How to Plant in Your Garden at the Right Time

Discover the right time to plant, grow, fertilize, and harvest with this handy guide to planting zones across the United States. Knowing what temperature zone you live in can help you give your favorite flowers and garden veggies the best start. Keep this reference guide close by for maximum success.

Why Are Planting Zones Important?

It’s easier to grow plants successfully if your local climate is similar to their native habitat. Tropical flowers tend to do better in warmer areas of the United States when grown outdoors. This is especially important for perennials that you want to bloom year after year.

The USDA Plant Hardiness Map is used by gardeners and nurseries around the country to determine the easiest plants to grow in the local area. It looks at the lowest temperatures that appear in winter in each part of the U.S. and then compare them against the temperature tolerances of different plants. Some plants are very hardy in cold weather while others require a warm and humid climate to thrive.

How Many Planting Zones Does the United States Have?

The USDA Plant Hardiness Map technically lists 13 total temperature zones that affect parts of the United States. Parts of Alaska have very cold winter temperatures, putting them into zone 1. Hawaii and Puerto Rico fall into the opposite extreme, with some areas in zones 12 and 13. However, for the majority of the U.S., annual minimum winter temperatures fall between zones 3 and 11.

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Image pulled from the USDA website
Visit the link to use the interactive function of the map. And hone in on your zone.

Which Temperature Zone Do You Live In?

The dividing lines for climate zones usually run east to west. However, local weather factors such as proximity to mountain ranges, lakes, and oceans can all affect temperatures. This means that many states fall into more than one temperature zone.

For example, Texas has five different planting zones, from 6 to 10. California has an even broader temperature range, with some areas in cool zone 5 and other spots in steamy zone 11. States with a range of elevations typically run into this situation.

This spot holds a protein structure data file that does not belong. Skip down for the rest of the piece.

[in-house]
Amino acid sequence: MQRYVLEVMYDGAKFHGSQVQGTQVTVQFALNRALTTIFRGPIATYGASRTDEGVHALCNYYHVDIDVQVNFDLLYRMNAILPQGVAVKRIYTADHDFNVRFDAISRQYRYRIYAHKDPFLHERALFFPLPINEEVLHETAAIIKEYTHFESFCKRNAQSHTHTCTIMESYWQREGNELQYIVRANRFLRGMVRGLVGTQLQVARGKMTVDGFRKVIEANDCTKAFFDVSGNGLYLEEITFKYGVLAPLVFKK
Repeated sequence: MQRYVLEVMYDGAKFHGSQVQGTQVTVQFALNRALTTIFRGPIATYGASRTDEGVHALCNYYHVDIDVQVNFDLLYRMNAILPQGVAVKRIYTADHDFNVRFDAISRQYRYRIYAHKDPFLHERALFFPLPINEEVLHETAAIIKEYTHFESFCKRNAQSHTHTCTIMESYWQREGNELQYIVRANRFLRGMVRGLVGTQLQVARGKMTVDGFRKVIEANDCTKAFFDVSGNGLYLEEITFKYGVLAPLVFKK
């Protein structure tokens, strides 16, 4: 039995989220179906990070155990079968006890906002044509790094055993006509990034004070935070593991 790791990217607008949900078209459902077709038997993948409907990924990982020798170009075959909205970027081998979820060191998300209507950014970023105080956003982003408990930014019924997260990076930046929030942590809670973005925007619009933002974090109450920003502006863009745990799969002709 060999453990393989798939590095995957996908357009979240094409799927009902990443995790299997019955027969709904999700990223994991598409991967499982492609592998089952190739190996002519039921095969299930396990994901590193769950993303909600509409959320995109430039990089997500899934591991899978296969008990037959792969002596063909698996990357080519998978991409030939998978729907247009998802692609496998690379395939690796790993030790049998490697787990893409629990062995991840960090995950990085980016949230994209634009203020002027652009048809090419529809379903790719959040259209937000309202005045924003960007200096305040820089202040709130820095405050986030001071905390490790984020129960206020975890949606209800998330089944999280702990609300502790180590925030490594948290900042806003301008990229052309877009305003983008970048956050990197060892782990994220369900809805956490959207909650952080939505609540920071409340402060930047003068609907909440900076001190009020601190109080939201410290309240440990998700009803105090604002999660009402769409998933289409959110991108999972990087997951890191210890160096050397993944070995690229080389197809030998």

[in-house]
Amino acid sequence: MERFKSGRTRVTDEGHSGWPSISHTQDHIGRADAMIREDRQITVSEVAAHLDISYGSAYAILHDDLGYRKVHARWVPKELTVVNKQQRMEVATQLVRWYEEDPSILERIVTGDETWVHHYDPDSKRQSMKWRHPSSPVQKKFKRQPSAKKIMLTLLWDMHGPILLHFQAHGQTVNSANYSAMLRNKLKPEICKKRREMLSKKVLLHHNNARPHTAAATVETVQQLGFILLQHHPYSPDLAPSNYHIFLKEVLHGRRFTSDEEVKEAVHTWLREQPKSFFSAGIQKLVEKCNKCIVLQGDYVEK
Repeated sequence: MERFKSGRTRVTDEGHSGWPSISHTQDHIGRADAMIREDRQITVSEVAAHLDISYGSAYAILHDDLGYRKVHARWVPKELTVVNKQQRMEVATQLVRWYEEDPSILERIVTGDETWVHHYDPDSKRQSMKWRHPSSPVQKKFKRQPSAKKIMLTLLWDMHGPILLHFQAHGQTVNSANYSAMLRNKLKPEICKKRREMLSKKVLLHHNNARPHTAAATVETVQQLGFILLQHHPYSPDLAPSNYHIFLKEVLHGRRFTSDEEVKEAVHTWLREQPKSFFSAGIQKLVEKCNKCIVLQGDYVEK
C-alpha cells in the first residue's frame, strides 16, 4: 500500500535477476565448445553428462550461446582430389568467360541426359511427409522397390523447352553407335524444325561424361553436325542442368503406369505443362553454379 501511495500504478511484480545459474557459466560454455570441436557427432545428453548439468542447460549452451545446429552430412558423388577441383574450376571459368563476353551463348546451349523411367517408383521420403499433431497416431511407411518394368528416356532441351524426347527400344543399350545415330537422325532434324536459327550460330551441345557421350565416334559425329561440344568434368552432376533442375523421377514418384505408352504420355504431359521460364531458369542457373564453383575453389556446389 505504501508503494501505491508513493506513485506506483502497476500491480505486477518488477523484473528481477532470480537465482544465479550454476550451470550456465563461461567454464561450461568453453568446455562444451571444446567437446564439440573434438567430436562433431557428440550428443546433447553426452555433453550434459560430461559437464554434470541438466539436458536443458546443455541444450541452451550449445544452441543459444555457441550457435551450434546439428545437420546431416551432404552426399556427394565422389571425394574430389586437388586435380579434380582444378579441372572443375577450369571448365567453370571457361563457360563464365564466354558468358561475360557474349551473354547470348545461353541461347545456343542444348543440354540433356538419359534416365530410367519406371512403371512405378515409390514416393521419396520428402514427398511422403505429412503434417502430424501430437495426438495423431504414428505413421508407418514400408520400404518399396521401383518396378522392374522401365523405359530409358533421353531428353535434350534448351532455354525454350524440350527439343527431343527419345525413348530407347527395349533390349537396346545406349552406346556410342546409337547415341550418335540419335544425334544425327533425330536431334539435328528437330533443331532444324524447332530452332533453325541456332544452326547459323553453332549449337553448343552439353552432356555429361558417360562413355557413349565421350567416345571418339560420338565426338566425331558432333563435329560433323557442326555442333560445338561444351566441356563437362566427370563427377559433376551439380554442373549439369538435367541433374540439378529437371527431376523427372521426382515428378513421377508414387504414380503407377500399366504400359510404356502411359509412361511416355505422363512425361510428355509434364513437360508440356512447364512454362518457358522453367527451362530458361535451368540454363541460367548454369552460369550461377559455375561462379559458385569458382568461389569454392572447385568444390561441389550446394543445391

How can you find the right planting zone for your garden? One of the best ways is to ask your local nursery. The plant experts there often know exactly what kind of weather local gardens deal with. You can also check the USDA Plant Hardiness Map for your specific state.

What Kind of Plants Grow Well in Each Zone?

To help you get started planning your garden, we’ve put together a list of popular plants for each zone. Many hardy plants can tolerate a wide range of temperatures, so they’re easy to grow in several different zones.

Zone 2

Many veggies resist cold weather well, so feel free to plant beets, cabbage, celery, spinach, parsnips, peas and potatoes. Great fruit for zone 2 includes strawberries and raspberries. Depending on the variety, you can beautify your garden with lilacs, pansies, and sunflowers.

Zone 3

Trees are a great choice for zone 3, since they produce foliage and fruit year after year in spite of the short growing season. Apple, pear, and plum trees are happy in this climate. Plant veggies such as asparagus, squash, broccoli, carrots, radishes, and potatoes. Popular flowering plants include asters, azaleas, daffodils, irises, morning glories, and bleeding hearts.

Zone 4

For a vegetable garden, choose cold season veggies such as broccoli, parsnips, and potatoes, or use a raised bed with Harvest Gold Organics to give you extra options for the growing season. Zone 4 is home to many perennials, including daylilies, violets, asters, Shasta daisies, and hardy geraniums. If you want to grow sensitive perennials such as coreopsis and black-eyed Susans, treat them as annuals and replant each year.